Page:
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AGENTS IN POWER

Published: February 12, 2008 (Issue # 1347)


The number of current and former intelligence officers employed by the state has increased significantly under President Vladimir Putin. Here are some senior figures linked to the security services.

The Kremlin

Vladimir Putin, president, KGB lieutenant colonel. He was recruited by the KGB in 1975 and served in the First Department of the Leningrad Directorate (foreign intelligence) until 1983. He served as a spy in Dresden, East Germany, from 1985 to 1990.

Igor Sechin, Kremlin deputy chief of staff, Rosneft chairman. In what experts say was an undercover KGB job, he worked as a Portuguese translator in Mozambique. He is believed to have played a key role in the legal assault on Yukos, once Russias biggest oil company.

Viktor Ivanov, presidential aide; chairman of Aeroflot and Almaz-Antei, KGB colonel general. He has served as FSB deputy director and head of the FSBs economic security department.

Vladimir Osipov, head of the Kremlins personnel department. He formerly worked for the Federal Agency of Governmental Communication and Information, or FAPSI.

Igor Porshnev, head of the Kremlins information department. In what experts say was an undercover KGB job, he worked as a journalist for Gosteleradio (State Television and Radio) in India.

Alexei Gromov, head of the Kremlins press service, Channel One television board member. He is a career diplomat believed to have links to the security services.

The Government

Sergei Ivanov, first deputy prime minister; head of United Aircraft Corporation, the state aviation holding; controls the countrys military-industrial complex. He worked for Soviet foreign intelligence in Africa and Europe and served as FSB deputy director from August 1998 to March 2001. Defense minister from 2001 to 2007.

Nikolai Pankov, deputy defense minister. He graduated from the KGB Higher School in 1980 and served at the agency for many years. He headed the State Border Service in 1997 and 1998. In 2001, he was appointed head of the Security Councils secretariat. Sergei Ivanov brought him to the Defense Ministry.

Andrei Chobotov, head of the Defense Ministrys personnel department. He is a former KGB and FSB agent and a close ally of Sergei Ivanov.

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ALL ABOUT TOWN

Thursday, Aug. 28


Learn more about the citys upcoming municipal elections during the presentation of the project Road Map for the Municipal Elections being presented this evening in the conference hall on the third floor of Biblioteka at 21 Nevsky Prospekt. Steve Kaddins, a coordinator for Beautiful St. Petersburg, which gives residents an online forum to lodge complaints about infrastructure problems in the city, will be on hand to answer any questions. The meeting starts at 7 p.m. and is open to all.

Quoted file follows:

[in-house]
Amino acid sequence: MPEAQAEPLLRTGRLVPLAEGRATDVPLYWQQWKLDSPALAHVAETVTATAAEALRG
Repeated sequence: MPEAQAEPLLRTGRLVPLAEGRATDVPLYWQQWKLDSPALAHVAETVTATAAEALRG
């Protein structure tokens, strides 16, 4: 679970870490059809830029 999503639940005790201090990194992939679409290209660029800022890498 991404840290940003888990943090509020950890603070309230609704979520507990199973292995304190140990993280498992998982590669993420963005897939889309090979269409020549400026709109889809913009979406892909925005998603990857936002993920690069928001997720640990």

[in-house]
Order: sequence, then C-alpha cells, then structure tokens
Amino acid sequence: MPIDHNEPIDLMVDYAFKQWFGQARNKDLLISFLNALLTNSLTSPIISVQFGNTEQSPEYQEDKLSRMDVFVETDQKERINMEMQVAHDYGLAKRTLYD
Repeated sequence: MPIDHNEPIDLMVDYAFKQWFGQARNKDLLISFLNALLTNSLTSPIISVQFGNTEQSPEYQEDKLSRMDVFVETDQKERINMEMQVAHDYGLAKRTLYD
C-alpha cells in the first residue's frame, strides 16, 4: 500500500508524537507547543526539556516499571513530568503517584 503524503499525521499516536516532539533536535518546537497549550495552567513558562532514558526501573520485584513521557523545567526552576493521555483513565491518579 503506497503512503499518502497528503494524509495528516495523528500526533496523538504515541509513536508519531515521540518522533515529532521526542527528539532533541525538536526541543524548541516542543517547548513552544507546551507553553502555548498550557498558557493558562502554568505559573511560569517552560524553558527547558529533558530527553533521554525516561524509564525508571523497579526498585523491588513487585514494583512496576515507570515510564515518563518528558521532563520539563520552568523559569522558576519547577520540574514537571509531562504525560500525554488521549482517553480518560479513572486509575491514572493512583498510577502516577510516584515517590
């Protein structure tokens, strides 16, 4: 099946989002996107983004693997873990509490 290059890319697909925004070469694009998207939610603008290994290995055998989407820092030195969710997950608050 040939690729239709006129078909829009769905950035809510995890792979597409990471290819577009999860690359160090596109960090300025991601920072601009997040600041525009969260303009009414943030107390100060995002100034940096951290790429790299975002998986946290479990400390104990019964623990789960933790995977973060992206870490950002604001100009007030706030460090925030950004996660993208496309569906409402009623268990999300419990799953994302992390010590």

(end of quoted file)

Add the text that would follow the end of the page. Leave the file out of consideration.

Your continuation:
Friday, Aug. 29


Park Pobedy will feature the sights and sounds of the world outside of Russia during the Open Art International Festival today. Taste foreign cuisine, learn how to make tea like the Chinese or relax in a hammock during the free event. Although entrance is free, you must register beforehand if you wish to attend.



Saturday, Aug. 30


Break out the tweed and channel your inner Englishman during the English Hunt Picnic this afternoon organized by the Bagmut stables from Krasny Bor in the Leningrad Oblast. Equestrian stunts, English archery and classic hunting fashion will all be available to visitors hoping to live like the characters in Downton Abbey if only for a day. Tickets for the event cost 7,900 rubles ($219.40).


Bookworms will have their chance to swap out well-read classics for something new for their bookshelves at Knigovorot, a free book exchange that will be held in the Yusupov Garden on Sadovaya Ulitsa today. Come for the chance to get a new book or take the opportunity to discuss the literary merits of your favorite authors with fellow fans.



Sunday, Aug. 31


The Neva Delta International Blues Festival wraps up this afternoon on Vasilevsky Island with a concert featuring not only some of Russias best blues bands but international stars as well. Admission is free for all three days of the festival, which begins on Aug. 29, and the shows starting at 5 p.m. each day.



Monday, Sept. 1


Today marks the beginning of Lermontov-Fest, a fall festival celebrating the life of one of Russias most remarkable poets who, in a fate eerily similar to Pushkins, was killed in a duel at the age of 26. Organized by the Lermontov Library System, the next several months will see art exhibitions, concerts and public lectures focusing on the Lermontovs short yet prolific career. Check the Lermontov Library Systems website for more details.



Tuesday, Sept. 2


Join expats and practice your Russian during the Russian Clubs weekly meetings every Tuesday night at 7:30 p.m. The club is free to participate in although you need to be a registered member of Couchsurfing.



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